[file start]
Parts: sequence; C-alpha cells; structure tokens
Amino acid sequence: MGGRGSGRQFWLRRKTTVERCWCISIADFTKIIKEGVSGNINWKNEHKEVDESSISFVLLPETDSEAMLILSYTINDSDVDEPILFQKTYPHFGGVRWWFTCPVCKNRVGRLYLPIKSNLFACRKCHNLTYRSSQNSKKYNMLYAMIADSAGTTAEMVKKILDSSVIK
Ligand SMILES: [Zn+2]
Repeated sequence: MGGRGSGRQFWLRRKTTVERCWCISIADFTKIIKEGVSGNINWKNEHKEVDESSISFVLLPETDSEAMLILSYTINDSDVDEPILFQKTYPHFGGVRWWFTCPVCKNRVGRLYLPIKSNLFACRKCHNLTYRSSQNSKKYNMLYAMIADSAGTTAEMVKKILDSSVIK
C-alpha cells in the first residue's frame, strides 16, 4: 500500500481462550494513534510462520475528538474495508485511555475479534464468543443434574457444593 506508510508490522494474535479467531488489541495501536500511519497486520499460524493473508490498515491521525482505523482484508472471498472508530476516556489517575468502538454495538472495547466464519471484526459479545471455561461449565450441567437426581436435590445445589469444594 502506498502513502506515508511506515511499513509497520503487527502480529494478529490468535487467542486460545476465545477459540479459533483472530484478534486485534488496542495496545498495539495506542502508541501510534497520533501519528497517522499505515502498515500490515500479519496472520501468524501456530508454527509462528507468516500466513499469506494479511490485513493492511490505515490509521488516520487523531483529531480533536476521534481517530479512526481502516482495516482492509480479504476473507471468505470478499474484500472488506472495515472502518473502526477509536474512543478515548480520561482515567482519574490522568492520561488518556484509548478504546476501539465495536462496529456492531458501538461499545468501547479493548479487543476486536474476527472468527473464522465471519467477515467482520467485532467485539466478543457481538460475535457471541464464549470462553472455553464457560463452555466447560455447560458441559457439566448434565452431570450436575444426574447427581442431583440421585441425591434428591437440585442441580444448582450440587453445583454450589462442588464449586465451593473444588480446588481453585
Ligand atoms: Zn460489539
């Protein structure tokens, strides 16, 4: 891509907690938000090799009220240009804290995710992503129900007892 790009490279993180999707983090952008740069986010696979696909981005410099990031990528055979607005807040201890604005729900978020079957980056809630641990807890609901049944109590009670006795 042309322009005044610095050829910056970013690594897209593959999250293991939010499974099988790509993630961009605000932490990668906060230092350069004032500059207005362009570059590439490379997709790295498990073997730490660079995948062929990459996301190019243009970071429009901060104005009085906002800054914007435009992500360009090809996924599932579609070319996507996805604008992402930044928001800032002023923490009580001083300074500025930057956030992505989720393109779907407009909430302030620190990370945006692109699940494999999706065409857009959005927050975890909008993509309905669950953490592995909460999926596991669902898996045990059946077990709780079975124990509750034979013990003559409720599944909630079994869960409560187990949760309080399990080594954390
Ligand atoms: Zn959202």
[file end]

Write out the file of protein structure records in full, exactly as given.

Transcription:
Parts: sequence; C-alpha cells; structure tokens
Amino acid sequence: MGGRGSGRQFWLRRKTTVERCWCISIADFTKIIKEGVSGNINWKNEHKEVDESSISFVLLPETDSEAMLILSYTINDSDVDEPILFQKTYPHFGGVRWWFTCPVCKNRVGRLYLPIKSNLFACRKCHNLTYRSSQNSKKYNMLYAMIADSAGTTAEMVKKILDSSVIK
Ligand SMILES: [Zn+2]
Repeated sequence: MGGRGSGRQFWLRRKTTVERCWCISIADFTKIIKEGVSGNINWKNEHKEVDESSISFVLLPETDSEAMLILSYTINDSDVDEPILFQKTYPHFGGVRWWFTCPVCKNRVGRLYLPIKSNLFACRKCHNLTYRSSQNSKKYNMLYAMIADSAGTTAEMVKKILDSSVIK
C-alpha cells in the first residue's frame, strides 16, 4: 500500500481462550494513534510462520475528538474495508485511555475479534464468543443434574457444593 506508510508490522494474535479467531488489541495501536500511519497486520499460524493473508490498515491521525482505523482484508472471498472508530476516556489517575468502538454495538472495547466464519471484526459479545471455561461449565450441567437426581436435590445445589469444594 502506498502513502506515508511506515511499513509497520503487527502480529494478529490468535487467542486460545476465545477459540479459533483472530484478534486485534488496542495496545498495539495506542502508541501510534497520533501519528497517522499505515502498515500490515500479519496472520501468524501456530508454527509462528507468516500466513499469506494479511490485513493492511490505515490509521488516520487523531483529531480533536476521534481517530479512526481502516482495516482492509480479504476473507471468505470478499474484500472488506472495515472502518473502526477509536474512543478515548480520561482515567482519574490522568492520561488518556484509548478504546476501539465495536462496529456492531458501538461499545468501547479493548479487543476486536474476527472468527473464522465471519467477515467482520467485532467485539466478543457481538460475535457471541464464549470462553472455553464457560463452555466447560455447560458441559457439566448434565452431570450436575444426574447427581442431583440421585441425591434428591437440585442441580444448582450440587453445583454450589462442588464449586465451593473444588480446588481453585
Ligand atoms: Zn460489539
């Protein structure tokens, strides 16, 4: 891509907690938000090799009220240009804290995710992503129900007892 790009490279993180999707983090952008740069986010696979696909981005410099990031990528055979607005807040201890604005729900978020079957980056809630641990807890609901049944109590009670006795 042309322009005044610095050829910056970013690594897209593959999250293991939010499974099988790509993630961009605000932490990668906060230092350069004032500059207005362009570059590439490379997709790295498990073997730490660079995948062929990459996301190019243009970071429009901060104005009085906002800054914007435009992500360009090809996924599932579609070319996507996805604008992402930044928001800032002023923490009580001083300074500025930057956030992505989720393109779907407009909430302030620190990370945006692109699940494999999706065409857009959005927050975890909008993509309905669950953490592995909460999926596991669902898996045990059946077990709780079975124990509750034979013990003559409720599944909630079994869960409560187990949760309080399990080594954390
Ligand atoms: Zn959202």